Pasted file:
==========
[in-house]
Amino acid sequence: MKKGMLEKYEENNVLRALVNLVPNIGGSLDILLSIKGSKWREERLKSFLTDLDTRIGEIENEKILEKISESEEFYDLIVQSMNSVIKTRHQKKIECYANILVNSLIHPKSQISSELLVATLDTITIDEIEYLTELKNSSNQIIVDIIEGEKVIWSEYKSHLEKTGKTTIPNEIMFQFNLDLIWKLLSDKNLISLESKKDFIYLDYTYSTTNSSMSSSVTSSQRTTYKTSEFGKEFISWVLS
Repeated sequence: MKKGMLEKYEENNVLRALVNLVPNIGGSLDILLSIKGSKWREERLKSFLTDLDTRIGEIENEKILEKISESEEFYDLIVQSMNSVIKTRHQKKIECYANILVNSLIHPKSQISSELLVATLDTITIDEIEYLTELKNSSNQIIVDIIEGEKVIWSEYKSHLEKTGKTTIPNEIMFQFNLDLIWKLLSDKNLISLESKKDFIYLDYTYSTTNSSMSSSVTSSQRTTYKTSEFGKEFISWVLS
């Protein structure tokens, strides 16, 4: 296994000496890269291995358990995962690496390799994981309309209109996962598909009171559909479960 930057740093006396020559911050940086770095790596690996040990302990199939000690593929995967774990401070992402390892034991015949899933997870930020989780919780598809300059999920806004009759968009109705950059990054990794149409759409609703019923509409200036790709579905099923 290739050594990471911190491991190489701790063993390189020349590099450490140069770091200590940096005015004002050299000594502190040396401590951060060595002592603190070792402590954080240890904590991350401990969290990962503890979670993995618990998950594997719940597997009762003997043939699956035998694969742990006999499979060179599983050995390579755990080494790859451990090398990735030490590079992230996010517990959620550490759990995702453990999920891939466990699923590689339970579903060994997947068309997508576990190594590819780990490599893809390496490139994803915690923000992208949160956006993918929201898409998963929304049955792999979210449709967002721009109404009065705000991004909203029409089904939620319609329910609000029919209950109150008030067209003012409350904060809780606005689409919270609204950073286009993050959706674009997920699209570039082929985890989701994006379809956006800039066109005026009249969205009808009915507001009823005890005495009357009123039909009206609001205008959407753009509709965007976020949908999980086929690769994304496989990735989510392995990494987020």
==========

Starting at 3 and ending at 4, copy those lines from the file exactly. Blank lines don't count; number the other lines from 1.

Repeated sequence: MKKGMLEKYEENNVLRALVNLVPNIGGSLDILLSIKGSKWREERLKSFLTDLDTRIGEIENEKILEKISESEEFYDLIVQSMNSVIKTRHQKKIECYANILVNSLIHPKSQISSELLVATLDTITIDEIEYLTELKNSSNQIIVDIIEGEKVIWSEYKSHLEKTGKTTIPNEIMFQFNLDLIWKLLSDKNLISLESKKDFIYLDYTYSTTNSSMSSSVTSSQRTTYKTSEFGKEFISWVLS
């Protein structure tokens, strides 16, 4: 296994000496890269291995358990995962690496390799994981309309209109996962598909009171559909479960 930057740093006396020559911050940086770095790596690996040990302990199939000690593929995967774990401070992402390892034991015949899933997870930020989780919780598809300059999920806004009759968009109705950059990054990794149409759409609703019923509409200036790709579905099923 290739050594990471911190491991190489701790063993390189020349590099450490140069770091200590940096005015004002050299000594502190040396401590951060060595002592603190070792402590954080240890904590991350401990969290990962503890979670993995618990998950594997719940597997009762003997043939699956035998694969742990006999499979060179599983050995390579755990080494790859451990090398990735030490590079992230996010517990959620550490759990995702453990999920891939466990699923590689339970579903060994997947068309997508576990190594590819780990490599893809390496490139994803915690923000992208949160956006993918929201898409998963929304049955792999979210449709967002721009109404009065705000991004909203029409089904939620319609329910609000029919209950109150008030067209003012409350904060809780606005689409919270609204950073286009993050959706674009997920699209570039082929985890989701994006379809956006800039066109005026009249969205009808009915507001009823005890005495009357009123039909009206609001205008959407753009509709965007976020949908999980086929690769994304496989990735989510392995990494987020």